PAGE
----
It is very important that the voices of people with disabilities are central when planning actions to make sure that these activities are appropriate and wanted. Evidence also helps us to decide which intervention we should implement. For instance, children with disabilities are more likely to be out of school, and often have poorer educational outcomes than children without disabilities. There are lots of things that can be done to try to overcome this inequity, such as teacher training, providing assistive technologies, or making toilets accessible. We, therefore, need evidence on which actions are effective to help us choose what to do. But there are still lots of evidence gaps.
The International Centre for Evidence in Disability and the Campbell Collaboration made an evidence in gap map to show what evidence is available on the effectiveness of pensions to improve the lives of people with disabilities in low middle-income countries. This graph shows that we only found 100 studies, which is similar to the number found for quite specific topics like peacebuilding and far smaller than for broader topics like wash. Half of the studies that we did find out about disability focused on health. That means that very little information is available on what interventions are effective to improve education, livelihood, social inclusion, and so on for people with disabilities.
Another important gap is that many of the studies evaluating the impact of interventions that we found were of poor quality. This means that we cannot be sure that the findings were accurate. Our conclusion from the evidence and that map were, therefore, that we need more data which is good quality and investigates a broad range of interventions for us to be able to make recommendations on disability-inclusive development.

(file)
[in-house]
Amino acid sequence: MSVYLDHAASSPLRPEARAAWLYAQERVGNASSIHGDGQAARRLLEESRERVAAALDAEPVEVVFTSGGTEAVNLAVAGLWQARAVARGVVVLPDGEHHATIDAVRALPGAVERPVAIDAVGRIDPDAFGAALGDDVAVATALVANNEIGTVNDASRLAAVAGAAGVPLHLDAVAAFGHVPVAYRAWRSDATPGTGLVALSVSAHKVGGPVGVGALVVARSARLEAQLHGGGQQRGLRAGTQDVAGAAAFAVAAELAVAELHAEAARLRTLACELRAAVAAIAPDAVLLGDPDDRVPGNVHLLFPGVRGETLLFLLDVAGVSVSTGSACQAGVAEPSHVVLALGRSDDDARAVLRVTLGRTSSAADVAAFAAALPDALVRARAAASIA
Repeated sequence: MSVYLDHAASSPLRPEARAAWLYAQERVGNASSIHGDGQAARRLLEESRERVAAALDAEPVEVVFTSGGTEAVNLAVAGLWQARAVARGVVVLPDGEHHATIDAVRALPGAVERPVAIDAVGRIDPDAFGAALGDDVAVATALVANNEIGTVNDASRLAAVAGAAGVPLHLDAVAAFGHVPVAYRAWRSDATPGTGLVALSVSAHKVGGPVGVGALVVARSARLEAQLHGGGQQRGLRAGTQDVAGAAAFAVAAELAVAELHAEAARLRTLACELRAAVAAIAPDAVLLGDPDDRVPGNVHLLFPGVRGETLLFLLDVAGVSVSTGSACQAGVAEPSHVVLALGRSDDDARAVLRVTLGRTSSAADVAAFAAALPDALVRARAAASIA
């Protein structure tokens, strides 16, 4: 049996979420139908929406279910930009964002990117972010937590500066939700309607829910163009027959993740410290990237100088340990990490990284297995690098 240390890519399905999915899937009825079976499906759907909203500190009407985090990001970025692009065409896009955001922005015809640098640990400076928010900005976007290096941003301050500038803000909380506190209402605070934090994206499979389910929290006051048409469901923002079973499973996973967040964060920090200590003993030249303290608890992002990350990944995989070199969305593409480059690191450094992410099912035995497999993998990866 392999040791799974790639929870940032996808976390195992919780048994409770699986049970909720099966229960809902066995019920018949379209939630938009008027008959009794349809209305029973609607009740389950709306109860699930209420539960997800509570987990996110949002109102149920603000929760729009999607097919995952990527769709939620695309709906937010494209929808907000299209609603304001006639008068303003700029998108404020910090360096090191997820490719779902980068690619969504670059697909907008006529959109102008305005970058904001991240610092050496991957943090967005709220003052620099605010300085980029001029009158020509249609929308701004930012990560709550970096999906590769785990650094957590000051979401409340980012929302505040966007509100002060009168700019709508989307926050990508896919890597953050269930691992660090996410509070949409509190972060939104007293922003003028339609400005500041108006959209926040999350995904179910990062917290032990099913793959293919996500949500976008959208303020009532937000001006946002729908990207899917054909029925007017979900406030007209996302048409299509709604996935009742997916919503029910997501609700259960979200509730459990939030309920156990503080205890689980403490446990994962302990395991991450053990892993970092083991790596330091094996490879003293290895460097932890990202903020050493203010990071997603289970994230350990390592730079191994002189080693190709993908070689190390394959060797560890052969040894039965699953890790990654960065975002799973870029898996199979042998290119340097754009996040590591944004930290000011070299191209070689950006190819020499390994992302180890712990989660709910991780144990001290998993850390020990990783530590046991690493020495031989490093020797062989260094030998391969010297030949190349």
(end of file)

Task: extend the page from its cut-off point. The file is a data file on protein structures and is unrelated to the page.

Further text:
In summary, you should now understand that it is important to collect evidence on disability, as it can help us to advocate for a focus on disability. It can also help us to plan interventions to improve the lives of people with disabilities. And evidence can also show us where the interventions are effective. Currently, there are still large evidence gaps about disability and problems with the quality of evidence available. We, therefore, need more evidence, and it should be better quality. And we hope that the lessons in this MOOC will help towards this ambition.

In this step, Professor Hannah Kuper will describe why it is important to collect evidence on disability. Professor Kuper will describe three key areas where evidence can be used – in advocacy, to plan interventions, and to see whether interventions are effective. You will hear about the landmark report The World Report on Disability (2011) which drew together a lot of existing evidence from the field, and highlighted a range of existing gaps.

We would love to hear your thoughts on the presentation. Did anything surprise you?

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Global Disability: Research and Evidence